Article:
First-time falcons

In a world full of uncertainties, students know school is a constant. As leaders of the classroom, teachers have high expectations for students while simultaneously demonstrating empathy and support. This well-kept balance is especially prominent in teachers new to the profession.

“In third grade, I had a teacher, Mr. Redding,” Integrated Math 1, 2 and 3 teacher Annie Polan said. “I loved him so much; he was so kind and I remember from that point on think[ing], ‘I could be like Mr. Redding.’”

Polan, who has been teaching for two years, began her journey at the University of California Santa Barbara studying economics and accounting. An accounting job seemed to lie ahead. However, Polan did not find her calling on this pathway so a family member convinced her to go into tech. That also feel not quite right.

“It kept eating at me that I was not doing something I actually wanted to be doing,” Polan said.

After a few years in the tech world, Polan decided to take a leap and got her teaching credential from California State University San Marcos.

She began working under Kristin Sandy as a student teacher at TPHS the same year the pandemic broke loose. Through this obstacle, she kept her positivity.

“I knew that [virtual learning] was not going to [last] forever … I am not a quitter so I could not give up right away,” Polan said.

In her classes, Polan preaches the ability to think critically and push through adversities — life skills she believes will prove invaluable to her students even after they no longer need the formulas and mathematical laws she teaches.

“She very equally [values] academics and connecting with the students’ social life,” former Integrated Math 3 student Ava Wehlage (12) said. “This makes sure that the students are aware she cares about them but she also cares about their grade and passing her class.”

Polan’s professional path was not always clear, but the effect she has on others makes it clear she chose wisely.

“You get to make an impact big or small on a lot of people’s lives,” Polan said. “And it is fun. Teenagers are funny; they keep you on your toes.”

Switching the calculator for a pen, fourth-year teacher Olivia Bogert currently teaches AP English Literature and English 11 College Prep. As a former La Costa Canyon High School Maverick, she traded in her horns for Falcon wings two years ago. This was not the first time she has made a big change; she double majored in English and political science on the pre-law track at the University of Washington before realizing it was not for her.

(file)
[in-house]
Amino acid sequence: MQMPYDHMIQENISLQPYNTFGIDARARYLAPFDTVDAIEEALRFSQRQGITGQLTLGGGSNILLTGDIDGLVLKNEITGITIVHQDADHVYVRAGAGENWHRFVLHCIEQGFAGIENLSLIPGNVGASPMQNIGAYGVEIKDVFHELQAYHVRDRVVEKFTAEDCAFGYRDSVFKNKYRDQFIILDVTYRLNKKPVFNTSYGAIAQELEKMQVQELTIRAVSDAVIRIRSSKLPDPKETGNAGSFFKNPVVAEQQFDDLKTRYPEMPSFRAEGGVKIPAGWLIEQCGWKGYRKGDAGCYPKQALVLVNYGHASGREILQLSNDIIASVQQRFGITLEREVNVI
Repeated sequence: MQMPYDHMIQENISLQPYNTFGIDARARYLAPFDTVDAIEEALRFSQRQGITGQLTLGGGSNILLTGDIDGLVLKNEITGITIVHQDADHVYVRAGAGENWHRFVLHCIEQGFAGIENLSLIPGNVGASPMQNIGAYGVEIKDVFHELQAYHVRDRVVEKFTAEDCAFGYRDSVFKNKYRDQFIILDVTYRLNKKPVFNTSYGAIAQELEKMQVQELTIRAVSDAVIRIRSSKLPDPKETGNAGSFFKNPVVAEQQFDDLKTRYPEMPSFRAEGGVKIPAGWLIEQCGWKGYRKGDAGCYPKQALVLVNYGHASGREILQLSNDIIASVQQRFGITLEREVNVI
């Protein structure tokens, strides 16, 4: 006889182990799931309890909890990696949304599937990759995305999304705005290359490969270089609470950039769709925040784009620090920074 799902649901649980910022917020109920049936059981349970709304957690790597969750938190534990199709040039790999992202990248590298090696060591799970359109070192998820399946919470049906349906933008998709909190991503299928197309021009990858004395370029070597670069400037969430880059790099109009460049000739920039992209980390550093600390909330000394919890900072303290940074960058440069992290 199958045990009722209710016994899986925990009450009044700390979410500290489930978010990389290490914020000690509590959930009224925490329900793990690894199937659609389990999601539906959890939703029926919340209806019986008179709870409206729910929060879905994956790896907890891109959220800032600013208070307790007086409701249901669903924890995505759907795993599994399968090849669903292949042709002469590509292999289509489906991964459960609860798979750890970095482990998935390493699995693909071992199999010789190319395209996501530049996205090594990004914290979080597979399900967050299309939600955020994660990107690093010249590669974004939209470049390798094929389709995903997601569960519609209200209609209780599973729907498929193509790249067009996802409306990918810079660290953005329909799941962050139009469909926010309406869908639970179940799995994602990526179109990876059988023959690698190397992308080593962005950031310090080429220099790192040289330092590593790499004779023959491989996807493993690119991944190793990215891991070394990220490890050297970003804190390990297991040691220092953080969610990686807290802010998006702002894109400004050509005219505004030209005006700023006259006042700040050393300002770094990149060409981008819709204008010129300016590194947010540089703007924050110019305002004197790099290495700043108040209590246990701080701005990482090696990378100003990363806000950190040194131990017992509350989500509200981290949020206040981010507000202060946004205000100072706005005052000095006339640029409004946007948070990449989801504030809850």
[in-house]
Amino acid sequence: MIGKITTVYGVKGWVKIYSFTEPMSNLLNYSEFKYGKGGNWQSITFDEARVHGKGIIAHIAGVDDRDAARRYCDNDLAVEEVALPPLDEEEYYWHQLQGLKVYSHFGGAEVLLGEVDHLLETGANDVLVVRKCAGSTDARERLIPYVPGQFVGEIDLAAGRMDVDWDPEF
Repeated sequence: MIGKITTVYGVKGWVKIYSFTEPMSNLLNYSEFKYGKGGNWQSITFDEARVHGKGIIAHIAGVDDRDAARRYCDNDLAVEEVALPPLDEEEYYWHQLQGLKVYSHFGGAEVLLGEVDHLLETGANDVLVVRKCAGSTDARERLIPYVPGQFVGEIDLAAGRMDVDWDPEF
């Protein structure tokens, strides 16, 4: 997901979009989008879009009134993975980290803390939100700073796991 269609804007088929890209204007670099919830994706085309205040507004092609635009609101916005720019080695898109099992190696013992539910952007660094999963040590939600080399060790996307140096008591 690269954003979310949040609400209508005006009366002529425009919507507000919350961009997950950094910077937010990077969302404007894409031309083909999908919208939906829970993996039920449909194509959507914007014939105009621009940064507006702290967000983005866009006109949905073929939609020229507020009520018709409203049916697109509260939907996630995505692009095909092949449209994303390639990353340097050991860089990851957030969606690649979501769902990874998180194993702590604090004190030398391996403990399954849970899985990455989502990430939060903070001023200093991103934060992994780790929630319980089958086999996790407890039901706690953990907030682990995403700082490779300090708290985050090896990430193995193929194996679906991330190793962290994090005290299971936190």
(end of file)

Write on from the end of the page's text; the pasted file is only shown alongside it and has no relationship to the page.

“I knew I wanted to do something with reading and writing, but I was interested in the justice and legal system,” Bogert said. “I was always involved in helping [kids] learn different activities.”

Moving into education after graduating from CSUSM credential program, she began her first semester of student teaching at Escondido High School and spent her second semester at her alma mater, LCC.

“[Working at my former high school] was a unique experience,” Bogert said. “[I got to see] teachers in a different light”

Once in her own classroom, she continued supporting her students both inside and outside of school.

“I loved getting involved … going to sporting events and dances and really trying to get to know the community of the school I was teaching at,” Bogert said.

Bogert’s empathetic nature continues to inspire her students.

“She keeps her students engaged in the class and motivates them to succeed,” Autumn Bellenbaum (11), a current student said.

While some individuals found their way into teaching, others knew it was for them from the start. For Jeana Crossland, who has been teaching for four years and started working at TPHS this year, her destiny was set at age five.

“When I was little, I had a desk that my grandma and grandpa would let me play school at,” Crossland said.

This dream further crystallized as Crossland made her way through school.

“When I was in ninth grade I met my future basketball coach [who was then a] social studies teacher,” Crossland said. “I knew then that was what I wanted to do.”

Before starting her student teaching she worked as a substitute teacher, knowing she wanted to get her foot through the door as soon as possible.

“I just knew that was what I wanted to do,” Crossland said. “And even when I am stressed and tired, and worried about grades and lesson planning, I have the good days that make up for all the stress.”

Crossland’s authenticity inspires aspiring teachers such as Lillie Rietman (12) who takes Crossland’s sociology class.

“The connection she has with her students is really great and I hope to have that with my class,” Rietman said.

With their passion and fresh perspectives, TPHS’s newest teachers, especially, have a unique ability to inspire students to go into teaching. Just as Polan once knew she wanted to be like her teacher Mr. Redding, new teachers can become the role models for the next generation of teachers.

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